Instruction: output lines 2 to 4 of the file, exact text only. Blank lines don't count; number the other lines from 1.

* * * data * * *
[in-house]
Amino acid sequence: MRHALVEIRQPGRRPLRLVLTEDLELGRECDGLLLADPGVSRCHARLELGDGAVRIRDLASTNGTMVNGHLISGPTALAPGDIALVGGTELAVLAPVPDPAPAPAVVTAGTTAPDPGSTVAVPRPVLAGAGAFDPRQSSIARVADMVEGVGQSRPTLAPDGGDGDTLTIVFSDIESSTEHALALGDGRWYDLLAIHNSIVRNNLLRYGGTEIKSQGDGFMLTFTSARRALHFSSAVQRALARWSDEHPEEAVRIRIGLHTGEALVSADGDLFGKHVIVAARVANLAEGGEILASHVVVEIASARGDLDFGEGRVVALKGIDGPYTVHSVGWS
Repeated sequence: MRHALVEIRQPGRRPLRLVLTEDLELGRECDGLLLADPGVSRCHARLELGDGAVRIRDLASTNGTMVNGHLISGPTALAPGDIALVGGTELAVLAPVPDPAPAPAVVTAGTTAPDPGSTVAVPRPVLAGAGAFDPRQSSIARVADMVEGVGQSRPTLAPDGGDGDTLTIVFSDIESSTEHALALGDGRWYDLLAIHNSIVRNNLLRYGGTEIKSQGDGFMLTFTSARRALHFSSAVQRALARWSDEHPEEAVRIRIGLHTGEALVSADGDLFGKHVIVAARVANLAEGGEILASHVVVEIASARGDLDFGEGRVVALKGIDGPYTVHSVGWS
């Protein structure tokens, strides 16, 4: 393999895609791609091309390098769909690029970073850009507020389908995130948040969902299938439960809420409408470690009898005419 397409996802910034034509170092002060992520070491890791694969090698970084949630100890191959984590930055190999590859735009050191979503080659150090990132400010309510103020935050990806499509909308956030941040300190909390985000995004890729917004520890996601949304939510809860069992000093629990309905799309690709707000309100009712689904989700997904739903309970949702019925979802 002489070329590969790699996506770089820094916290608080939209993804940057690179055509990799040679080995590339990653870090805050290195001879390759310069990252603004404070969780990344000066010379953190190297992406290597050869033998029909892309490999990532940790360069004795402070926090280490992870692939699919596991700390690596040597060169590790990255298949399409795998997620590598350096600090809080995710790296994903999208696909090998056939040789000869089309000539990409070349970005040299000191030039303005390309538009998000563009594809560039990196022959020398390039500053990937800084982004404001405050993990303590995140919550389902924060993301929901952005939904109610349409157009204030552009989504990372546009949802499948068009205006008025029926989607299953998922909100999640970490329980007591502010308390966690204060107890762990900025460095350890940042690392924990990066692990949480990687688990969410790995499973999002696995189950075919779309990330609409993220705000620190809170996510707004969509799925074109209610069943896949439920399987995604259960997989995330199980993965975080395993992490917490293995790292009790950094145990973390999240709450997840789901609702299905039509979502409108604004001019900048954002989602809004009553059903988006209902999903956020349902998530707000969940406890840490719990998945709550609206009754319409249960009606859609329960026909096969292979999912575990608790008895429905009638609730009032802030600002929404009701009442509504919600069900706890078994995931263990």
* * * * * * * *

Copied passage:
Amino acid sequence: MRHALVEIRQPGRRPLRLVLTEDLELGRECDGLLLADPGVSRCHARLELGDGAVRIRDLASTNGTMVNGHLISGPTALAPGDIALVGGTELAVLAPVPDPAPAPAVVTAGTTAPDPGSTVAVPRPVLAGAGAFDPRQSSIARVADMVEGVGQSRPTLAPDGGDGDTLTIVFSDIESSTEHALALGDGRWYDLLAIHNSIVRNNLLRYGGTEIKSQGDGFMLTFTSARRALHFSSAVQRALARWSDEHPEEAVRIRIGLHTGEALVSADGDLFGKHVIVAARVANLAEGGEILASHVVVEIASARGDLDFGEGRVVALKGIDGPYTVHSVGWS
Repeated sequence: MRHALVEIRQPGRRPLRLVLTEDLELGRECDGLLLADPGVSRCHARLELGDGAVRIRDLASTNGTMVNGHLISGPTALAPGDIALVGGTELAVLAPVPDPAPAPAVVTAGTTAPDPGSTVAVPRPVLAGAGAFDPRQSSIARVADMVEGVGQSRPTLAPDGGDGDTLTIVFSDIESSTEHALALGDGRWYDLLAIHNSIVRNNLLRYGGTEIKSQGDGFMLTFTSARRALHFSSAVQRALARWSDEHPEEAVRIRIGLHTGEALVSADGDLFGKHVIVAARVANLAEGGEILASHVVVEIASARGDLDFGEGRVVALKGIDGPYTVHSVGWS
């Protein structure tokens, strides 16, 4: 393999895609791609091309390098769909690029970073850009507020389908995130948040969902299938439960809420409408470690009898005419 397409996802910034034509170092002060992520070491890791694969090698970084949630100890191959984590930055190999590859735009050191979503080659150090990132400010309510103020935050990806499509909308956030941040300190909390985000995004890729917004520890996601949304939510809860069992000093629990309905799309690709707000309100009712689904989700997904739903309970949702019925979802 002489070329590969790699996506770089820094916290608080939209993804940057690179055509990799040679080995590339990653870090805050290195001879390759310069990252603004404070969780990344000066010379953190190297992406290597050869033998029909892309490999990532940790360069004795402070926090280490992870692939699919596991700390690596040597060169590790990255298949399409795998997620590598350096600090809080995710790296994903999208696909090998056939040789000869089309000539990409070349970005040299000191030039303005390309538009998000563009594809560039990196022959020398390039500053990937800084982004404001405050993990303590995140919550389902924060993301929901952005939904109610349409157009204030552009989504990372546009949802499948068009205006008025029926989607299953998922909100999640970490329980007591502010308390966690204060107890762990900025460095350890940042690392924990990066692990949480990687688990969410790995499973999002696995189950075919779309990330609409993220705000620190809170996510707004969509799925074109209610069943896949439920399987995604259960997989995330199980993965975080395993992490917490293995790292009790950094145990973390999240709450997840789901609702299905039509979502409108604004001019900048954002989602809004009553059903988006209902999903956020349902998530707000969940406890840490719990998945709550609206009754319409249960009606859609329960026909096969292979999912575990608790008895429905009638609730009032802030600002929404009701009442509504919600069900706890078994995931263990």